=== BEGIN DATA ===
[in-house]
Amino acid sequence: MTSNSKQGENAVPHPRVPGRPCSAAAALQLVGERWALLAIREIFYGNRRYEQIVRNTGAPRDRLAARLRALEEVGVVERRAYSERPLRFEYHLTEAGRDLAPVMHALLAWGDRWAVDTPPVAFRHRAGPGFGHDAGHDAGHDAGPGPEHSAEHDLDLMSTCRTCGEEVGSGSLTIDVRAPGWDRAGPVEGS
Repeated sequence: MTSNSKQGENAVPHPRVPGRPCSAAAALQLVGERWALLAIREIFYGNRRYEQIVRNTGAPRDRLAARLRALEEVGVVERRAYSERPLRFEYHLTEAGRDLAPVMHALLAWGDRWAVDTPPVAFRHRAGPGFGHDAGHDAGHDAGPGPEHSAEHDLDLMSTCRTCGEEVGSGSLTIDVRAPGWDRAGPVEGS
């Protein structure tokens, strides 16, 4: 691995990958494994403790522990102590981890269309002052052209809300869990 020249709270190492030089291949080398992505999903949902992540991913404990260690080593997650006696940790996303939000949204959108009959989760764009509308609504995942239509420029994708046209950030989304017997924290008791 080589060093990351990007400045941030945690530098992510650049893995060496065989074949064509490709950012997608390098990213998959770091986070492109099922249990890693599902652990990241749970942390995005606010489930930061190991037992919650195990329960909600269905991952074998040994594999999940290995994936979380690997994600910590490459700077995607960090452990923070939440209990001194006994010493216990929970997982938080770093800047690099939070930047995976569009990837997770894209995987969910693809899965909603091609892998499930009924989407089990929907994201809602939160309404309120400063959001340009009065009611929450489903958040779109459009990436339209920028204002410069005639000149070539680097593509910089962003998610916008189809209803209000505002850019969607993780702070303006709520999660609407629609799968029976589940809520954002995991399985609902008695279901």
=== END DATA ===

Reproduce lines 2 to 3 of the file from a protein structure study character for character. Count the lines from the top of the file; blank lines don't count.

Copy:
Amino acid sequence: MTSNSKQGENAVPHPRVPGRPCSAAAALQLVGERWALLAIREIFYGNRRYEQIVRNTGAPRDRLAARLRALEEVGVVERRAYSERPLRFEYHLTEAGRDLAPVMHALLAWGDRWAVDTPPVAFRHRAGPGFGHDAGHDAGHDAGPGPEHSAEHDLDLMSTCRTCGEEVGSGSLTIDVRAPGWDRAGPVEGS
Repeated sequence: MTSNSKQGENAVPHPRVPGRPCSAAAALQLVGERWALLAIREIFYGNRRYEQIVRNTGAPRDRLAARLRALEEVGVVERRAYSERPLRFEYHLTEAGRDLAPVMHALLAWGDRWAVDTPPVAFRHRAGPGFGHDAGHDAGHDAGPGPEHSAEHDLDLMSTCRTCGEEVGSGSLTIDVRAPGWDRAGPVEGS